There are many options available to backup your pc. External hard drives, for example, are a popular option among many people. After plugging in your hard drive, it behaves like a normal, internal hard drive would, making it simple to make backups of files that you want to keep. However, these are still prone to electrical surges, magnetic fields, and physical trauma; solid state drives solve the physical trauma problem, and boast very high speeds, but are still prone to magnets and power surges, as well as quite expensive.
So what other options are there? Well, one option is to backup your files to “the cloud.” The cloud is a term used to describe a server cluster located somewhere else in the world that you access through the internet to either store or retrieve data. The word comes from a description of how networks are diagrammed on paper; when a connection goes to the internet from a local network, that connection is drawn not to a picture of a computer, hub, or other network component, but to a picture of, wait for it, a cloud. Backing up files to the cloud is probably one of the safest things you can do to protect your data, as it sends your data off-site, isolating it from any problem you might experience at your computer’s location. Also, your data is sent to multiple servers, and multiple copies are created, ensuring that it is always available should one server go down. One of the best services around I have found for this is Carbonite.com, When it comes to data protection they stand on top of the world and have a really good pricing structure also , for example you can Carbonite Personal Backup called “Personal Basic” for As low as $42 per year , thats just 11.5 cents per day for amazing protection of all your files.On top of that you can visit one of their partner sites and save an additional 10 to 20 %.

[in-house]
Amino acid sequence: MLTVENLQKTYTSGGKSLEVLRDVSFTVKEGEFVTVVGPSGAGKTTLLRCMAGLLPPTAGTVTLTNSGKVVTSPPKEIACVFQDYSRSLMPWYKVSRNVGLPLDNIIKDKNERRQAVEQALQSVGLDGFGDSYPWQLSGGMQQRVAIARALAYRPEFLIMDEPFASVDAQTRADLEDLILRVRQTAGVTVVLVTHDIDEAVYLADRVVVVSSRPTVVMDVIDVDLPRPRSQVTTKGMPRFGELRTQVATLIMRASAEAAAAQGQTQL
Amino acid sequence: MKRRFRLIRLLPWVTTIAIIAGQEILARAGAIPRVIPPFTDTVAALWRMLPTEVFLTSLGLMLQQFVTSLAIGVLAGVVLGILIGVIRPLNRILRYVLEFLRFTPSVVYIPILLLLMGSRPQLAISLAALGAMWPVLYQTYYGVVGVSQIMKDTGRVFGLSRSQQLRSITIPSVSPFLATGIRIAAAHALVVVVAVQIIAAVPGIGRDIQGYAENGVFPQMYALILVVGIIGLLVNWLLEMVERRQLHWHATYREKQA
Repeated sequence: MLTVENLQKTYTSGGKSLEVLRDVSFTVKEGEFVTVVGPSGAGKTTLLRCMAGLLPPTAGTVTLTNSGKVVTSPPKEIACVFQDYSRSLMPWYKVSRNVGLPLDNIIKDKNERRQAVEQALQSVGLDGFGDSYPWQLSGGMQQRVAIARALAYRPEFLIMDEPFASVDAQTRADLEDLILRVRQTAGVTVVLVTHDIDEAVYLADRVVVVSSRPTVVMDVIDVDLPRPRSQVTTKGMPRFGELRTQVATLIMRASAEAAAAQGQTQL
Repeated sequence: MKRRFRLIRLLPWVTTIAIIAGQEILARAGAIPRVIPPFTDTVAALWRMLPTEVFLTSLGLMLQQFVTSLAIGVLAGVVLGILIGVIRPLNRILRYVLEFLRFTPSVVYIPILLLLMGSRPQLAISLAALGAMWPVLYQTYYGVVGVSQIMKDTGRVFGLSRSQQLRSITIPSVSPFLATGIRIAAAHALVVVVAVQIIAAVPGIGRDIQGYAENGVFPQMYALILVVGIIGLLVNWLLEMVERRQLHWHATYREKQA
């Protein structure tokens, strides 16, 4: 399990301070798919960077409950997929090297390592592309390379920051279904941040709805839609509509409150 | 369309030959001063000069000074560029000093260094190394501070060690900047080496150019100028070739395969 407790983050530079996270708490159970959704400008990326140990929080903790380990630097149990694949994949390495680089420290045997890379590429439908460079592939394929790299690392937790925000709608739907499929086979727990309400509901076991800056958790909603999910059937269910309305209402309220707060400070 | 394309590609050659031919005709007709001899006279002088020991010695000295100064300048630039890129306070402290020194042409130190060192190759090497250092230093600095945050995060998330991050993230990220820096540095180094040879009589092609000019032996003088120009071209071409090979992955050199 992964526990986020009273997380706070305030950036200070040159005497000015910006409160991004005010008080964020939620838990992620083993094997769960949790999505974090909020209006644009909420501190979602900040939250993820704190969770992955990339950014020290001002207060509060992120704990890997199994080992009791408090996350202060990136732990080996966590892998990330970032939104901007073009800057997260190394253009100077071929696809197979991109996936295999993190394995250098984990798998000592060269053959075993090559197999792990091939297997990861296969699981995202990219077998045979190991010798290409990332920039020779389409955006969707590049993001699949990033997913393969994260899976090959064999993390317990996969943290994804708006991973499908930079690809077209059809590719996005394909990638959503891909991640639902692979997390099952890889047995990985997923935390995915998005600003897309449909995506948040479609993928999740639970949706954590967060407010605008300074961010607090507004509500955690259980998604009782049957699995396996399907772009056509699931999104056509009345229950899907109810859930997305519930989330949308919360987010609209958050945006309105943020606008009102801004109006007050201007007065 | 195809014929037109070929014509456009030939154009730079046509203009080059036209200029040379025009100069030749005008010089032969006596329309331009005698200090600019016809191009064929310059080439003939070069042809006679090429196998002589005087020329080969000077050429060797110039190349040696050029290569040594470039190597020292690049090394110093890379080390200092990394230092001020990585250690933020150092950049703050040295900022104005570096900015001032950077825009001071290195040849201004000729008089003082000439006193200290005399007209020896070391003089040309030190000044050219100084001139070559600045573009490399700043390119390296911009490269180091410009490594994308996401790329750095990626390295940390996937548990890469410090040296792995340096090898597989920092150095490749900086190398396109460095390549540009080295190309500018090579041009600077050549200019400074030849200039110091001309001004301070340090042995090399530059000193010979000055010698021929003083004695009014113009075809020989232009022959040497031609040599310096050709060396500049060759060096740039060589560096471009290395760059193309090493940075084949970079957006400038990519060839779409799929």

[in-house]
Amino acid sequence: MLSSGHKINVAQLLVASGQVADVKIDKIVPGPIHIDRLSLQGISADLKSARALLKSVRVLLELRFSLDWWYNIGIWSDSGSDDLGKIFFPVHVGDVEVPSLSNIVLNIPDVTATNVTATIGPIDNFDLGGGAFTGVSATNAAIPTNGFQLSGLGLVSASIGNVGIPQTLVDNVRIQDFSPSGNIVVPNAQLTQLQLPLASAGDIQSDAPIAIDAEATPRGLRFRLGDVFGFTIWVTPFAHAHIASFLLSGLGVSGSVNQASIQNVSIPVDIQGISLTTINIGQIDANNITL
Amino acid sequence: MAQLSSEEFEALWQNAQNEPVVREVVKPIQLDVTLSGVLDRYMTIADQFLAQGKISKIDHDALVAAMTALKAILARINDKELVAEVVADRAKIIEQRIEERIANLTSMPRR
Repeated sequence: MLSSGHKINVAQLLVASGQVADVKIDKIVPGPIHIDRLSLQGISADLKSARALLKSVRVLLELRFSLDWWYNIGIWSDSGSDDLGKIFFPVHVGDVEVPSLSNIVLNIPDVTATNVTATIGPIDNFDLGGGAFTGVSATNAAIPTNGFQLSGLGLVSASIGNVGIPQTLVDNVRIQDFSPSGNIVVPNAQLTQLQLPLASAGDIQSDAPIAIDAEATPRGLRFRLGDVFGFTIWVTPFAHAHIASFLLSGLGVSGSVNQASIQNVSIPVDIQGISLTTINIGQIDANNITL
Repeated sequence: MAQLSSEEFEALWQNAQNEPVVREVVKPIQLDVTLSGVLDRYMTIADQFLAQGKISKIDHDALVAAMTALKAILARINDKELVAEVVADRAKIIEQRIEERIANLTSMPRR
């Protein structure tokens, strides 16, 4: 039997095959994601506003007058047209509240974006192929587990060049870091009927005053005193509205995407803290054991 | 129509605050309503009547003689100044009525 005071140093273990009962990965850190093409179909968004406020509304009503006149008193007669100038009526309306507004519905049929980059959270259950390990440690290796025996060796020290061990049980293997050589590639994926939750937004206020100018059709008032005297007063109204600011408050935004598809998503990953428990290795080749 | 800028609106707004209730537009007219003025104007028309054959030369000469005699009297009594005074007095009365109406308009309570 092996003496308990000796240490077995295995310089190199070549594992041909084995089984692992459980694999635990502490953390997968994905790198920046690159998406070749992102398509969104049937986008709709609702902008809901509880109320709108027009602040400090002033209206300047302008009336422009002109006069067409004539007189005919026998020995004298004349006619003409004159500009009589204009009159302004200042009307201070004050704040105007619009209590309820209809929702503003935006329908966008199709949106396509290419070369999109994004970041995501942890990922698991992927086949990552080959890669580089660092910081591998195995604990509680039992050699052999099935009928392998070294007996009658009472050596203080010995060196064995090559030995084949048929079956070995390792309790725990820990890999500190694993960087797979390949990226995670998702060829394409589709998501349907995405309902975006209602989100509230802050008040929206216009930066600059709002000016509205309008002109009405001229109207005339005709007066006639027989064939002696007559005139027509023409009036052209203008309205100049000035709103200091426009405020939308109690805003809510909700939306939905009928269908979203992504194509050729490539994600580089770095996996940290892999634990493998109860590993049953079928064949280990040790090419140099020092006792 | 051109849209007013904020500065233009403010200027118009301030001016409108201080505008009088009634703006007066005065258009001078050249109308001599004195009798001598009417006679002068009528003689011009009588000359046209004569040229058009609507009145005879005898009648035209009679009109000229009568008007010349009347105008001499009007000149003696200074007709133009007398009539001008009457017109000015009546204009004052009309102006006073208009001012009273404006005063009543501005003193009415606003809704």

Cloud Backup is more secure than backing up an external hard drive, as the latter is susceptible to get destroyed in the case of a fire in the home, or a natural disaster like a flood or earthquake. In any of those situations, if your computer is destroyed then so is your external hard drive, which may be stored nearby. Get the full article here